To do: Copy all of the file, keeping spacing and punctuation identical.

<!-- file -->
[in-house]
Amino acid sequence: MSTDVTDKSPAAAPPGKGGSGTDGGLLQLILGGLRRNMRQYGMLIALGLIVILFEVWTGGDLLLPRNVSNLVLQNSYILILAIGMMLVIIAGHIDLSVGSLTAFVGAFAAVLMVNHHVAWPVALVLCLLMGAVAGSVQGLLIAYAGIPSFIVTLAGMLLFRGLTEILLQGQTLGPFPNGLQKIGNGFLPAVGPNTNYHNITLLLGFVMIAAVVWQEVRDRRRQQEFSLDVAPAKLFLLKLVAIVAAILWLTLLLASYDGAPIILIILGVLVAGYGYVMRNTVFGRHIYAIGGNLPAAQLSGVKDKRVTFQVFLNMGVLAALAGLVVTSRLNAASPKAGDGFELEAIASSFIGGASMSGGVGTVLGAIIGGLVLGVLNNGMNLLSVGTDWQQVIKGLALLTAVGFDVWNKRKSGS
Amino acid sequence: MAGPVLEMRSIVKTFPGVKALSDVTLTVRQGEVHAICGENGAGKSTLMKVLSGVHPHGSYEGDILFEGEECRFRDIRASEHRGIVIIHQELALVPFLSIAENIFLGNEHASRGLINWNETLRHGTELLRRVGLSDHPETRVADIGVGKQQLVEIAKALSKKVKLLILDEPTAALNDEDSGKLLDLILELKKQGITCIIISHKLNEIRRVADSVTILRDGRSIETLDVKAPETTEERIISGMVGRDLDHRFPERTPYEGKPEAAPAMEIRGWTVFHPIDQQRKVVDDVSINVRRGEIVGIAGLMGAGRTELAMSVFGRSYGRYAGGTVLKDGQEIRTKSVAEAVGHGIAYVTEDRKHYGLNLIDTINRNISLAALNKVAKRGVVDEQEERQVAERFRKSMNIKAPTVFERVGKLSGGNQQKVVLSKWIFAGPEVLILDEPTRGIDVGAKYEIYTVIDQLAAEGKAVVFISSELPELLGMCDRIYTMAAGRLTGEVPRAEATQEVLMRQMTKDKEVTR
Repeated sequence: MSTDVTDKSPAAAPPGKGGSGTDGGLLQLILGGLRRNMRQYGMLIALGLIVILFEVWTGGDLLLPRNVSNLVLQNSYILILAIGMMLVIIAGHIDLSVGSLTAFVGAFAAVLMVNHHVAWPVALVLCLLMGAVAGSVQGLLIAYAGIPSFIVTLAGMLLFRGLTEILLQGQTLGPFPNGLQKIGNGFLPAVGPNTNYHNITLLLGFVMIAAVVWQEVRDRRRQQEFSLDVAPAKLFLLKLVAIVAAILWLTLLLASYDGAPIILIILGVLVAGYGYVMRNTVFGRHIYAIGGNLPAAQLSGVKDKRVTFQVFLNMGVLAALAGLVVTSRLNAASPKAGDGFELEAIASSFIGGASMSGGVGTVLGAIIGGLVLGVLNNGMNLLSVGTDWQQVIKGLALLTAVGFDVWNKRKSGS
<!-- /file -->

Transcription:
[in-house]
Amino acid sequence: MSTDVTDKSPAAAPPGKGGSGTDGGLLQLILGGLRRNMRQYGMLIALGLIVILFEVWTGGDLLLPRNVSNLVLQNSYILILAIGMMLVIIAGHIDLSVGSLTAFVGAFAAVLMVNHHVAWPVALVLCLLMGAVAGSVQGLLIAYAGIPSFIVTLAGMLLFRGLTEILLQGQTLGPFPNGLQKIGNGFLPAVGPNTNYHNITLLLGFVMIAAVVWQEVRDRRRQQEFSLDVAPAKLFLLKLVAIVAAILWLTLLLASYDGAPIILIILGVLVAGYGYVMRNTVFGRHIYAIGGNLPAAQLSGVKDKRVTFQVFLNMGVLAALAGLVVTSRLNAASPKAGDGFELEAIASSFIGGASMSGGVGTVLGAIIGGLVLGVLNNGMNLLSVGTDWQQVIKGLALLTAVGFDVWNKRKSGS
Amino acid sequence: MAGPVLEMRSIVKTFPGVKALSDVTLTVRQGEVHAICGENGAGKSTLMKVLSGVHPHGSYEGDILFEGEECRFRDIRASEHRGIVIIHQELALVPFLSIAENIFLGNEHASRGLINWNETLRHGTELLRRVGLSDHPETRVADIGVGKQQLVEIAKALSKKVKLLILDEPTAALNDEDSGKLLDLILELKKQGITCIIISHKLNEIRRVADSVTILRDGRSIETLDVKAPETTEERIISGMVGRDLDHRFPERTPYEGKPEAAPAMEIRGWTVFHPIDQQRKVVDDVSINVRRGEIVGIAGLMGAGRTELAMSVFGRSYGRYAGGTVLKDGQEIRTKSVAEAVGHGIAYVTEDRKHYGLNLIDTINRNISLAALNKVAKRGVVDEQEERQVAERFRKSMNIKAPTVFERVGKLSGGNQQKVVLSKWIFAGPEVLILDEPTRGIDVGAKYEIYTVIDQLAAEGKAVVFISSELPELLGMCDRIYTMAAGRLTGEVPRAEATQEVLMRQMTKDKEVTR
Repeated sequence: MSTDVTDKSPAAAPPGKGGSGTDGGLLQLILGGLRRNMRQYGMLIALGLIVILFEVWTGGDLLLPRNVSNLVLQNSYILILAIGMMLVIIAGHIDLSVGSLTAFVGAFAAVLMVNHHVAWPVALVLCLLMGAVAGSVQGLLIAYAGIPSFIVTLAGMLLFRGLTEILLQGQTLGPFPNGLQKIGNGFLPAVGPNTNYHNITLLLGFVMIAAVVWQEVRDRRRQQEFSLDVAPAKLFLLKLVAIVAAILWLTLLLASYDGAPIILIILGVLVAGYGYVMRNTVFGRHIYAIGGNLPAAQLSGVKDKRVTFQVFLNMGVLAALAGLVVTSRLNAASPKAGDGFELEAIASSFIGGASMSGGVGTVLGAIIGGLVLGVLNNGMNLLSVGTDWQQVIKGLALLTAVGFDVWNKRKSGS